Despite 78 per cent of industry professionals agreeing that change and technological innovation is a positive thing for the maritime industry, almost half (45 per cent) admit to having a volatile attitude towards technology. Over a third (36 per cent) say they are actively resistant to change. This follows from a new Wärtsilä report.

The report, called “Debunking the Mythical Beasts of Maritime Digital Transformation”, also reveals that as many as eighteen per cent do not think that the industry is unified in its understanding of digitalisation and why it is needed.

‘This report makes clear that the industry agrees that digitalisation is essential to the future of shipping,’ says Michael Christiansen, Vice President, Smart Vessel, Wärtsilä. ‘But little tangible progress has been made to date because of wildly different and vague interpretations of what digitisation actually means. What’s interesting is that our report draws striking parallels between the fears and misunderstandings that gave rise to vivid stories of famous mythological sea monsters that live on in folklore today and highlights the apprehension that many modern-day maritime professionals feel towards the largely unchartered ocean of digital transformation.’

The research shines a light on these fears and misunderstandings, with over two thirds (68 per cent) of industry professionals believing that the ability to digitalise existing infrastructure and retrofit vessels is challenging. In addition, over half (56 per cent) agree that the time and cost implications involved with digital transformation projects are too high. On top of that, 63 per cent believe that there is a lack of skills and knowledge among seafarers to fulfil the requirements of new technologies.

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Collaboration and people crucial

But on the positive side, the research also highlights a way forward. It revealed that seventy per cent of industry professionals have a very clear understanding of why digitalisation is needed and its benefits, but 69 per cent believe greater collaboration between industry players could be improved. 88 per cent agree that this will be key to making digital transformation a reality.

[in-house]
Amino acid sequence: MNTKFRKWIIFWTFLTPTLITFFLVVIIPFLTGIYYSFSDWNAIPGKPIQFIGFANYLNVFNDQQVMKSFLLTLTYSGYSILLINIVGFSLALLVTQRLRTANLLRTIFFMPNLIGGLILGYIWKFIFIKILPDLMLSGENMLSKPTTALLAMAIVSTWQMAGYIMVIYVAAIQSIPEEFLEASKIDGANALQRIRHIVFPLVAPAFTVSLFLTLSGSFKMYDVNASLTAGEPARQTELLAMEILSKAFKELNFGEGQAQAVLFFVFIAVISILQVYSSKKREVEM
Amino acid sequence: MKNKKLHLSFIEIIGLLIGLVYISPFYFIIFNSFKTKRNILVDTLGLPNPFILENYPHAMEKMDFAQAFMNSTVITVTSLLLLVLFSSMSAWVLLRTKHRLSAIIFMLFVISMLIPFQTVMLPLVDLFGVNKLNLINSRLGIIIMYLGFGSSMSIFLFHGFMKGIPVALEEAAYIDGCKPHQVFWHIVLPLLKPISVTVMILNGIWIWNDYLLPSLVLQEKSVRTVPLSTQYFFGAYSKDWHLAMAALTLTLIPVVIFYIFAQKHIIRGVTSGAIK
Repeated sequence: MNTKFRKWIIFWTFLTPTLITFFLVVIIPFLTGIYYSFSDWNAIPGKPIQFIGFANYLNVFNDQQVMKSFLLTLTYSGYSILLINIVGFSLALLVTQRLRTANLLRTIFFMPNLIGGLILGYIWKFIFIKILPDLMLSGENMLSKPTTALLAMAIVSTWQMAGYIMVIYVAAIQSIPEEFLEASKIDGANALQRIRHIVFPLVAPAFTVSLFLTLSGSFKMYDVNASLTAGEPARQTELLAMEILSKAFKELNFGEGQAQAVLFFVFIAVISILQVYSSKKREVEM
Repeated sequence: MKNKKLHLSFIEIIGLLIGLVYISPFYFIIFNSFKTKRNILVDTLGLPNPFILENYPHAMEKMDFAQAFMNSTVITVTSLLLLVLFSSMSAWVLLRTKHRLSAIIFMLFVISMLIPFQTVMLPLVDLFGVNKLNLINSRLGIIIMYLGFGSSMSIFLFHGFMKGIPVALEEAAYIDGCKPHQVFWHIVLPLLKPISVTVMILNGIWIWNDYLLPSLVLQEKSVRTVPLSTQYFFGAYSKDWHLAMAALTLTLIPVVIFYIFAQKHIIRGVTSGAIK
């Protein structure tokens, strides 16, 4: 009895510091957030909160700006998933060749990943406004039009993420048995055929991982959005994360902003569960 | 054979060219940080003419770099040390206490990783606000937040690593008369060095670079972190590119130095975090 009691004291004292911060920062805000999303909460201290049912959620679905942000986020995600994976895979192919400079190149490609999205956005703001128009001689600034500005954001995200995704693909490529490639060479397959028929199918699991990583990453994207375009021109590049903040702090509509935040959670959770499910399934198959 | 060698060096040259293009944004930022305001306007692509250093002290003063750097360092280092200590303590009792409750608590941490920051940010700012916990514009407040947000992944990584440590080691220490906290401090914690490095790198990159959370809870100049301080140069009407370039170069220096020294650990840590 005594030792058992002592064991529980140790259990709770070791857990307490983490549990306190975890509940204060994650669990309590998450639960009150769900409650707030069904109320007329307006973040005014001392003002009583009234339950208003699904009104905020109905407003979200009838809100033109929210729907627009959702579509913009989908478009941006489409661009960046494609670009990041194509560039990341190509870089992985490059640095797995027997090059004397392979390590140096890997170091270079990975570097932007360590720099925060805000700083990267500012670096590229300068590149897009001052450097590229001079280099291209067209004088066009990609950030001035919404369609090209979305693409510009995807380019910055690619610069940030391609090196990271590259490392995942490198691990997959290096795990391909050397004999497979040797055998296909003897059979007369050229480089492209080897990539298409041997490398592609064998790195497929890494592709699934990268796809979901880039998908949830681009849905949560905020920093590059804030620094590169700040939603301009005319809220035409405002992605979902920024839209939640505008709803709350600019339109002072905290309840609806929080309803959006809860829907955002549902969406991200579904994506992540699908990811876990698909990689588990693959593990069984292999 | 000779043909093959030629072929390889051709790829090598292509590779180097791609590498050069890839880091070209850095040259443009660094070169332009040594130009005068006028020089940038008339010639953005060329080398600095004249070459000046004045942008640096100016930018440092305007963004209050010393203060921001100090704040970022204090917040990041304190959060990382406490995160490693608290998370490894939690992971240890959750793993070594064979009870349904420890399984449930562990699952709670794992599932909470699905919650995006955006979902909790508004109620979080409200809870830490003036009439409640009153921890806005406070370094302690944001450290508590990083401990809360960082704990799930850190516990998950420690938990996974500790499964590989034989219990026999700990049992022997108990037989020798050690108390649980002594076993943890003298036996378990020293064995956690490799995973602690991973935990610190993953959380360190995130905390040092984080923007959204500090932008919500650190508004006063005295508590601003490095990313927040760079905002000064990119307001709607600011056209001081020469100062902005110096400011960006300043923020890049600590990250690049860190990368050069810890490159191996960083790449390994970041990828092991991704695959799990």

Significantly, 64 per cent of respondents recognise that people are more crucial to digital transformation than technology, therefore without buy-in from a larger proportion of maritime industry professionals from the outset, successful digital transformation will not be possible.

Christiansen continues: ‘Like the sea, digital transformation is a great unifier. We are all in the same boat. Real progress will only happen when we collectively abandon the idea of digital transformation as all or nothing. As each organisation within the maritime industry will be at a different stage of its own journey, we must appreciate it as an iterative and stepwise process. There is still much work to be done to bridge the gaps – break the silos – between digital systems.’

He adds: ‘To do this, we can and must share and learn from each other’s experiences because digitisation won’t be achieved by any one player alone. We need to work together to build an ecosystem where digital technologies on board a ship talk to those in offices on shore. This is how, as an industry, we can reframe the route to digitalisation and turn threats into opportunities.’

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About the Wärtsilä report

Wärtsilä’s “Debunking Maritime Myths of Digital Transformation” report explores attitudes to digital transformation among maritime professionals across Europe, the Middle East, the US, and the Asia-Pacific region. The report outlines a vision for a connected ecosystem from ship to shore – and beyond; a maritime ecosystem that can deliver improved efficiencies, better safety and compliance, and greater sustainability for all.

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